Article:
High levels of nat cat losses, coupled with rising inflation and geopolitical concerns, is denting appetite for property cat
The ongoing gap between return-on-equity ratios and the overall cost of capital is one of the key drivers for higher reinsurance prices going forward, according to AM Best.
Persistently high levels of losses and volatility from small and medium-sized natural catastrophes, coupled with rising inflation and geopolitical concerns, has made property catastrophe exposures a less favourable play for reinsurers.
The reinsurance segment has been generating return-on-equity ratios of approximately 4-5%, in a market where the cost of capital is at least twice that, notes the rating agency.
‘Wait and see’ approach
That cost of capital is due to increase even further, according to Carlos Wong-Fupuy, senior director, AM Best.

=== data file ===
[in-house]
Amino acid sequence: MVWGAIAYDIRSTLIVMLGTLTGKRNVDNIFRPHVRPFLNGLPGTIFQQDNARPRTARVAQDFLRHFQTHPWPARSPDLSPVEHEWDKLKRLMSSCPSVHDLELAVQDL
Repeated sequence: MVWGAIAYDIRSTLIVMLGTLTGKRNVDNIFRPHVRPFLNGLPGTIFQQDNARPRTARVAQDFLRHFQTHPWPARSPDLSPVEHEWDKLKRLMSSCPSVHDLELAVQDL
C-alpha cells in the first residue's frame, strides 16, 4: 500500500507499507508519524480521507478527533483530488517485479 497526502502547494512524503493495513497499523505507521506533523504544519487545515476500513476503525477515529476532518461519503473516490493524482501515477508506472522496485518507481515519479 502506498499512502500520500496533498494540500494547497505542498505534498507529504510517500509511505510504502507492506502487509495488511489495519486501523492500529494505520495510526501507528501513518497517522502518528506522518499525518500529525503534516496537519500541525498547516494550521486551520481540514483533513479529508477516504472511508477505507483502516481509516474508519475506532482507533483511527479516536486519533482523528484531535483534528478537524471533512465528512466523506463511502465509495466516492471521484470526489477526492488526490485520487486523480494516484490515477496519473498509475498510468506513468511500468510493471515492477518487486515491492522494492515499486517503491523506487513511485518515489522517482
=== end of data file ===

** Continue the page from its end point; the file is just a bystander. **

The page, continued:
“Despite improving pricing trends and tighter terms and conditions, new capital is taking a very cautious approach,” Wong-Fupuy said. “While the market remains well capitalised, it’s important to note how capital is being deployed and that significant amounts remain on the sidelines.”
Wong-Fupuy was joined on a recent panel by Somers Re CEO Liz Cunningham and Aditya Dutt, president of Aeolus Capital Management. Cunningham said property writers experienced the heaviest hit at the 1 January renewals, with catastrophe-exposed lines up 50-100% generally.
Dutt said some factors influencing the capital inflow are beyond the sector’s control, such as the rapid interest rate changes and the estimated 20% drop-off in equity markets, all within the past 12 months alone.
He cited the difference in economic conditions relative to the past 30 years coupled with the increased incidence of large catastrophe events.
Additional topics of discussion included the future role of insurance-linked securities in underwriting property catastrophe exposures, the impact of economic instability on market conditions and whether reinsurance pricing and results have stabilised enough to persuade new investors and capital to enter the market.